However, by all means, I do not and will not regret the decision to come here. Worse case scenario if my situation doesn’t improve I will have cut off a country from the list I mentally keep with possible ones to live in after I graduate. In any other possible course of events I emerge more mature, more confident, more open-minded, more cultured, more knowledgeable than before I left. How could someone regret that?

School here is amazing, with smaller classes and professors who insist on practicality (policy briefs instead of essays is just one example). ANU and Camberra are truly international spaces where I’ve met people from around the world. And I haven’t even begun to explore the rest of the country or the other major cities.

It’s true. I’ve had some tough days when I missed my already established routines and friends at UCLA. But I also enjoy the challenge of making it here as well. To consider myself an international citizen or part of the globalised youth I should be able to have a positive experience here. And even while eating lunch alone ( a feat I am definitely not used to ) I am certain I will find my way around. And if not, one can live through anything 6 months right?

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Why do we want what we can’t and shouldn’t have? or Jealousy

6 Dec

Airplanes, skype, facetime, whatsapp, viber, and all the technology we have nowadays at our disposal has enabled us to cut travel times, transcend time-zones, remain connected even when we are the furthest away we’ve ever been. Having been to more than 30 countries, going to school on a different continent and simply living to travel, I had always been grateful to the available technology to keep in touch with whomever I meet on my journeys and leave behind when I move on.

Truthfully, I was never a sentimentalist, never crying at the airports and hating to say good-bye, never worried about leaving family, friends, boyfriends, relationships of any kind behind. People told me I am cold-hearted, but I felt I am too young to be tied down and there was so much more ahead of me than anything I could possibly leave behind. I always managed to maintain a distance with respect to the people surrounding me, as I knew I would soon leave. Still, the internet helped me create a sense of an international community that I am part of, having friends all over the globe and knowing I have someone to visit or crash at in all these different places. I always used it more for simply checking in, stalking what people have been up to, making sure I maintain enough of a presence so that people don’t forget me rather than actually maintaining any significant contacts. I only skype my parents when they forgot to refill my card or I miss seeing my dog and probably have two life-long friends that I talk to once every couple of months to make sure we’re seeing each other when we find ourselves in the same country.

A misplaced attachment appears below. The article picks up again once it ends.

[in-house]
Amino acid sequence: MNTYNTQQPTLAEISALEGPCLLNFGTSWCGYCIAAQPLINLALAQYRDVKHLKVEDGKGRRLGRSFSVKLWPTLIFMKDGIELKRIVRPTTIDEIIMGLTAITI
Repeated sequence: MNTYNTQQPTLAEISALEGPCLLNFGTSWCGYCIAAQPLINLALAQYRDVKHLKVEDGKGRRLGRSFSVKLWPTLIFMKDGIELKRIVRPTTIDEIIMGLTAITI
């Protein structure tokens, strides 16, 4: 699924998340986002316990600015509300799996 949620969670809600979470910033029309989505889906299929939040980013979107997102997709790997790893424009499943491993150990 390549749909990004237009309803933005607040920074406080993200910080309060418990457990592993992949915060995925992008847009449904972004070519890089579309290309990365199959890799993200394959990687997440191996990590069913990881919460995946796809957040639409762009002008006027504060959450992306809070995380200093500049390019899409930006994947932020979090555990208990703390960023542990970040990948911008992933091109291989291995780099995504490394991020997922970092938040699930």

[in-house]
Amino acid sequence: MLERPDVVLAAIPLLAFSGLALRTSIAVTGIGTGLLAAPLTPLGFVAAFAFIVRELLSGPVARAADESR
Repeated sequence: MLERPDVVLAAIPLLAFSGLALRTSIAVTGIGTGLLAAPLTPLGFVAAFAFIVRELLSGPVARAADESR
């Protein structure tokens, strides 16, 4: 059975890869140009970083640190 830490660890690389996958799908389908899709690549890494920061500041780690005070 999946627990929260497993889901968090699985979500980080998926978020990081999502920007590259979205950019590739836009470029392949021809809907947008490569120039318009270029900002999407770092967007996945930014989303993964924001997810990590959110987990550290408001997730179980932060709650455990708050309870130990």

And now I get to my story, of how the unexpected happened, and how despite me carefully not forming any lasting emotional attachment in person, I ended up being totally messed up by one formed on the internet.

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When home is not home anymore and How playing a 10k in Italy decided my future